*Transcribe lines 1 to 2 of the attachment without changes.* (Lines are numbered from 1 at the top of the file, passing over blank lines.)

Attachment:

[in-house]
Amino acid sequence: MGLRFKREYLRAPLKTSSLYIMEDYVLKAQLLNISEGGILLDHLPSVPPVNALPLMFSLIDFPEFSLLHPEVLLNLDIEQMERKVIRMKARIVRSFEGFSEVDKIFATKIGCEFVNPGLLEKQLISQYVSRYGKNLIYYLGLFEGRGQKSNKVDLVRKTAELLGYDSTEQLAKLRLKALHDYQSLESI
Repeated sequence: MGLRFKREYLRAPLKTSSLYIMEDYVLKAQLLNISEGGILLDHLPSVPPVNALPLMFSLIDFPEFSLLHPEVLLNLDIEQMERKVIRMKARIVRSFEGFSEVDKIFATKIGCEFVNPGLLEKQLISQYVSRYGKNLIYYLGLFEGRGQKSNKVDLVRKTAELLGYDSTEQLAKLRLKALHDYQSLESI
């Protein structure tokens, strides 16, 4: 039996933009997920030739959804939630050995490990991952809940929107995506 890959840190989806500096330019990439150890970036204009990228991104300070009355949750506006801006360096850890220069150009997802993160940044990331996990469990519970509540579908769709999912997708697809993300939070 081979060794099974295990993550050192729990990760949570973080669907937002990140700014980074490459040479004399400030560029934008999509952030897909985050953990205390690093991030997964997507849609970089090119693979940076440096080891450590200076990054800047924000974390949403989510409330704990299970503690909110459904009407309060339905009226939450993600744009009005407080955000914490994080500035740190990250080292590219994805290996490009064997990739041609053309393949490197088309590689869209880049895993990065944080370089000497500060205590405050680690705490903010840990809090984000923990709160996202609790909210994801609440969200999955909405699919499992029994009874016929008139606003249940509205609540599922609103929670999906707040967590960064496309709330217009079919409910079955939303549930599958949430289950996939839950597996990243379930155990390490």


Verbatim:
[in-house]
Amino acid sequence: MGLRFKREYLRAPLKTSSLYIMEDYVLKAQLLNISEGGILLDHLPSVPPVNALPLMFSLIDFPEFSLLHPEVLLNLDIEQMERKVIRMKARIVRSFEGFSEVDKIFATKIGCEFVNPGLLEKQLISQYVSRYGKNLIYYLGLFEGRGQKSNKVDLVRKTAELLGYDSTEQLAKLRLKALHDYQSLESI